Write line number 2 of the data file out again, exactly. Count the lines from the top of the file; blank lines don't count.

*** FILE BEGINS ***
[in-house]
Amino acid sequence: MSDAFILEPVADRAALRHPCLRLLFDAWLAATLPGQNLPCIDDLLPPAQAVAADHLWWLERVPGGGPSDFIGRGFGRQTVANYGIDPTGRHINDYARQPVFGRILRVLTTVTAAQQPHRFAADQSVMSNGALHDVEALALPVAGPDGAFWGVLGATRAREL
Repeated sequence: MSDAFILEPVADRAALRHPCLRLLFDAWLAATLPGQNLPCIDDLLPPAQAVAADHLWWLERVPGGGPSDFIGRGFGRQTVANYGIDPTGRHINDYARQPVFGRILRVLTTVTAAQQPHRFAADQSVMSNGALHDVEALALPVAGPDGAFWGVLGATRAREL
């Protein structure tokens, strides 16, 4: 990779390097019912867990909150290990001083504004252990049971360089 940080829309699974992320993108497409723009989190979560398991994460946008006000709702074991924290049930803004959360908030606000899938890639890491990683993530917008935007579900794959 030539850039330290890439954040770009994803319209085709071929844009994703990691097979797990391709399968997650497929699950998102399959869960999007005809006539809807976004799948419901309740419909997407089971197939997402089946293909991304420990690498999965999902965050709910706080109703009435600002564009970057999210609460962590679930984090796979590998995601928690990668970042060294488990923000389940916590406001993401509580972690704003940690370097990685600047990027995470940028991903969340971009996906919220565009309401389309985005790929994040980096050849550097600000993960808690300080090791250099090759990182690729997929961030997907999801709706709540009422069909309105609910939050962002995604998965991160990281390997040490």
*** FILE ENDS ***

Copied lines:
Amino acid sequence: MSDAFILEPVADRAALRHPCLRLLFDAWLAATLPGQNLPCIDDLLPPAQAVAADHLWWLERVPGGGPSDFIGRGFGRQTVANYGIDPTGRHINDYARQPVFGRILRVLTTVTAAQQPHRFAADQSVMSNGALHDVEALALPVAGPDGAFWGVLGATRAREL